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2 - Human modification of the Earth System

from Part II - Living in a human-dominated world

Published online by Cambridge University Press:  05 August 2014

Johan Rockström
Stockholm Resilience Centre
Malin Falkenmark
Stockholm Resilience Centre
Carl Folke
Beijer International Institute of Ecological Economics, Stockholm
Mats Lannerstad
Stockholm Environment Institute
Jennie Barron
Stockholm Environment Institute
Elin Enfors
Stockholm Resilience Centre
Line Gordon
Stockholm Resilience Centre
Jens Heinke
Potsdam Institute for Climate Impact Research (PIK) and International Livestock Research Institute
Holger Hoff
Stockholm Environment Institute
Claudia Pahl-Wostl
Universität Osnabrück
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The focus in this chapter is the human forcings in the Earth System at large, and their origin in multiple drivers of change: demographic, economic development, urbanisation, technological development, international trade and foreign direct investment, climate change, and national and international policies. The chapter shows in what ways the Earth System has responded by different kind of impacts and feedbacks, and discusses the risk of approaching crucial thresholds and tipping points in the Earth System. Special attention is paid to the world’s most water-dependent system: agricultural production and human food security.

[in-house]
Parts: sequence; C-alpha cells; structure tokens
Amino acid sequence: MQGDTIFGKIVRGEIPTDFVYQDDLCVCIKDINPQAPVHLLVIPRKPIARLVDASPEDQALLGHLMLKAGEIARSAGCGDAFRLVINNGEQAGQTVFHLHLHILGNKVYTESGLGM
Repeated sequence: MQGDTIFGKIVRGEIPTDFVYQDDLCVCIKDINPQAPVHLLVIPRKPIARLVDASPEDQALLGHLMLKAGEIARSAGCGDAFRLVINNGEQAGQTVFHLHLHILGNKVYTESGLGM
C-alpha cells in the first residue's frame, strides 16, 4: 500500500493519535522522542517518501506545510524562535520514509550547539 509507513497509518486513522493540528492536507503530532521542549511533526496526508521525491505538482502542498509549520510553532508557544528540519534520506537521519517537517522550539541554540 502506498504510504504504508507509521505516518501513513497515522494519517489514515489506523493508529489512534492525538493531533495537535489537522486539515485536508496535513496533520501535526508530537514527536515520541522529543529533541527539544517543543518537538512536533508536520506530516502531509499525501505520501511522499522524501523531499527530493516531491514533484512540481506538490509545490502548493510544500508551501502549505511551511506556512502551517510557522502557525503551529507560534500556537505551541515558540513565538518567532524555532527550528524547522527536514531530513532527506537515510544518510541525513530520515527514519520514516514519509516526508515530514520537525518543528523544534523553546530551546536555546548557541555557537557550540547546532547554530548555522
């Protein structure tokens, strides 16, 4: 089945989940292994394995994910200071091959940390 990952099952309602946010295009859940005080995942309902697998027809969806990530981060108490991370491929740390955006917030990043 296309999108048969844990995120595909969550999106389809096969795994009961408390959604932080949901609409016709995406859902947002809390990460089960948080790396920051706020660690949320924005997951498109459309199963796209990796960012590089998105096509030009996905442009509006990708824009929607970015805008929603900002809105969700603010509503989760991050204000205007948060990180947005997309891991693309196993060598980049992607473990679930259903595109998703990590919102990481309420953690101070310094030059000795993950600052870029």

Humans have altered the Earth System through multiple drivers of change

Anthropogenic pressures are multiple, complex and equal in magnitude to some of the great forces of nature – and they are accelerating. They interact with each other and can trigger abrupt, non-linear changes if they cross critical thresholds. It has been recognised for some time that key environmental parameters have moved well beyond the range of natural variability, and that the magnitude and rate of change are unprecedented (from the Amsterdam Declaration on Global Change; Moore et al., 2001).

The Earth System is seen, in this book, as the highest level unit containing connected sub-systems and components at all scales, with levels of organisation beyond individual building blocks. Given the complexity of this system, it will not be possible to anticipate all the pressures, interactions and feedbacks between the different components. We should expect further surprises, including non-linear responses and sudden regime shifts or abrupt, often unexpected, changes resulting from a disturbance or shock – usually resulting in an alternate stable state – as well as large and persistent changes in structure and function.

A key driver of change is the need to increase food production and associated biomass appropriation for a growing, more affluent and increasingly urbanised population (resulting in increasing competition for water, land and other natural resources). The impacts of this driving force vary between different regions.

Publisher: Cambridge University Press
Print publication year: 2014

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